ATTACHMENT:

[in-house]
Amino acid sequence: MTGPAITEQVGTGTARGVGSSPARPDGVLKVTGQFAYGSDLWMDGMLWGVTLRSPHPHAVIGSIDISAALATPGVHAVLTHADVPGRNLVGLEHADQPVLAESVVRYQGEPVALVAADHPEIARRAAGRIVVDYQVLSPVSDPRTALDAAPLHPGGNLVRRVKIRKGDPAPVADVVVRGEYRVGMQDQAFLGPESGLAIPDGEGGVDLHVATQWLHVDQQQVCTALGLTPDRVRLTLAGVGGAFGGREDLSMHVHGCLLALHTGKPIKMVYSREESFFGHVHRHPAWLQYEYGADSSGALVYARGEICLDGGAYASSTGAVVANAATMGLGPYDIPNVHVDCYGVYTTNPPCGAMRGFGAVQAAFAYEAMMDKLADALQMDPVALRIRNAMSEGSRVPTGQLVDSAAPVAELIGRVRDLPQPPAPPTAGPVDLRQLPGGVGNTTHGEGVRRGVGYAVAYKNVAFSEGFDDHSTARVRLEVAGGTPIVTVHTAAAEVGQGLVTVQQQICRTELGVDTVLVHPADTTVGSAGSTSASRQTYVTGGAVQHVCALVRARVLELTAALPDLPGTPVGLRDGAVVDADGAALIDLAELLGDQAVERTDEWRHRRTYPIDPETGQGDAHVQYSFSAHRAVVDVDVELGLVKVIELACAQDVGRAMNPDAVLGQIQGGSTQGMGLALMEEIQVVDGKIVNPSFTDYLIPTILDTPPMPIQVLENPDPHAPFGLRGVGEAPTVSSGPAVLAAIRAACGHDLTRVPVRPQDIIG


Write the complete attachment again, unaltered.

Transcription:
[in-house]
Amino acid sequence: MTGPAITEQVGTGTARGVGSSPARPDGVLKVTGQFAYGSDLWMDGMLWGVTLRSPHPHAVIGSIDISAALATPGVHAVLTHADVPGRNLVGLEHADQPVLAESVVRYQGEPVALVAADHPEIARRAAGRIVVDYQVLSPVSDPRTALDAAPLHPGGNLVRRVKIRKGDPAPVADVVVRGEYRVGMQDQAFLGPESGLAIPDGEGGVDLHVATQWLHVDQQQVCTALGLTPDRVRLTLAGVGGAFGGREDLSMHVHGCLLALHTGKPIKMVYSREESFFGHVHRHPAWLQYEYGADSSGALVYARGEICLDGGAYASSTGAVVANAATMGLGPYDIPNVHVDCYGVYTTNPPCGAMRGFGAVQAAFAYEAMMDKLADALQMDPVALRIRNAMSEGSRVPTGQLVDSAAPVAELIGRVRDLPQPPAPPTAGPVDLRQLPGGVGNTTHGEGVRRGVGYAVAYKNVAFSEGFDDHSTARVRLEVAGGTPIVTVHTAAAEVGQGLVTVQQQICRTELGVDTVLVHPADTTVGSAGSTSASRQTYVTGGAVQHVCALVRARVLELTAALPDLPGTPVGLRDGAVVDADGAALIDLAELLGDQAVERTDEWRHRRTYPIDPETGQGDAHVQYSFSAHRAVVDVDVELGLVKVIELACAQDVGRAMNPDAVLGQIQGGSTQGMGLALMEEIQVVDGKIVNPSFTDYLIPTILDTPPMPIQVLENPDPHAPFGLRGVGEAPTVSSGPAVLAAIRAACGHDLTRVPVRPQDIIG